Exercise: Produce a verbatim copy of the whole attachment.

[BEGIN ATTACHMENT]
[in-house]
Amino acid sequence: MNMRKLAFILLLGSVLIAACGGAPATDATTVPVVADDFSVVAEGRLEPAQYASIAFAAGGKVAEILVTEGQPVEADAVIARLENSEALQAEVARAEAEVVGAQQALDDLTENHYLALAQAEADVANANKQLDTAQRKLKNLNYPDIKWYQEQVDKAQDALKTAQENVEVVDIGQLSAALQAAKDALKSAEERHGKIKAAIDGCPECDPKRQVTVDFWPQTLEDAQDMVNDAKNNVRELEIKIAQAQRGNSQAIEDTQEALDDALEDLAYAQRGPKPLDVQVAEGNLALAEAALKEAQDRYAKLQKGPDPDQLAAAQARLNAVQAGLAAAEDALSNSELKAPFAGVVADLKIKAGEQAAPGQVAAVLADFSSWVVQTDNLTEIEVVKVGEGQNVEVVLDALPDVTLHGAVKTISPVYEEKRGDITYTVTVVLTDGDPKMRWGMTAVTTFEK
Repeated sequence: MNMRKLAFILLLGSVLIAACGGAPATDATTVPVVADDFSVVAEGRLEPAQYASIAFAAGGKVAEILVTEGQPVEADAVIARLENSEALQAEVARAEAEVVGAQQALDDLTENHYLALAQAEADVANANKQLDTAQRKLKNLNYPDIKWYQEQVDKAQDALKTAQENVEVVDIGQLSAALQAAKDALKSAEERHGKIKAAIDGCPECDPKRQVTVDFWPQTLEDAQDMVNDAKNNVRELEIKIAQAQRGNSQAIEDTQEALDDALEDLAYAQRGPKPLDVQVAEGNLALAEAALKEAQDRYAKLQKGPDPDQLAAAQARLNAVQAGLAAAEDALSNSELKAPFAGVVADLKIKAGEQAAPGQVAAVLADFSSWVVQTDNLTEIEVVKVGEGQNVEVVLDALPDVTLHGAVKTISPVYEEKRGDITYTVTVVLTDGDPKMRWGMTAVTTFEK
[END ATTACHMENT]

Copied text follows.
[in-house]
Amino acid sequence: MNMRKLAFILLLGSVLIAACGGAPATDATTVPVVADDFSVVAEGRLEPAQYASIAFAAGGKVAEILVTEGQPVEADAVIARLENSEALQAEVARAEAEVVGAQQALDDLTENHYLALAQAEADVANANKQLDTAQRKLKNLNYPDIKWYQEQVDKAQDALKTAQENVEVVDIGQLSAALQAAKDALKSAEERHGKIKAAIDGCPECDPKRQVTVDFWPQTLEDAQDMVNDAKNNVRELEIKIAQAQRGNSQAIEDTQEALDDALEDLAYAQRGPKPLDVQVAEGNLALAEAALKEAQDRYAKLQKGPDPDQLAAAQARLNAVQAGLAAAEDALSNSELKAPFAGVVADLKIKAGEQAAPGQVAAVLADFSSWVVQTDNLTEIEVVKVGEGQNVEVVLDALPDVTLHGAVKTISPVYEEKRGDITYTVTVVLTDGDPKMRWGMTAVTTFEK
Repeated sequence: MNMRKLAFILLLGSVLIAACGGAPATDATTVPVVADDFSVVAEGRLEPAQYASIAFAAGGKVAEILVTEGQPVEADAVIARLENSEALQAEVARAEAEVVGAQQALDDLTENHYLALAQAEADVANANKQLDTAQRKLKNLNYPDIKWYQEQVDKAQDALKTAQENVEVVDIGQLSAALQAAKDALKSAEERHGKIKAAIDGCPECDPKRQVTVDFWPQTLEDAQDMVNDAKNNVRELEIKIAQAQRGNSQAIEDTQEALDDALEDLAYAQRGPKPLDVQVAEGNLALAEAALKEAQDRYAKLQKGPDPDQLAAAQARLNAVQAGLAAAEDALSNSELKAPFAGVVADLKIKAGEQAAPGQVAAVLADFSSWVVQTDNLTEIEVVKVGEGQNVEVVLDALPDVTLHGAVKTISPVYEEKRGDITYTVTVVLTDGDPKMRWGMTAVTTFEK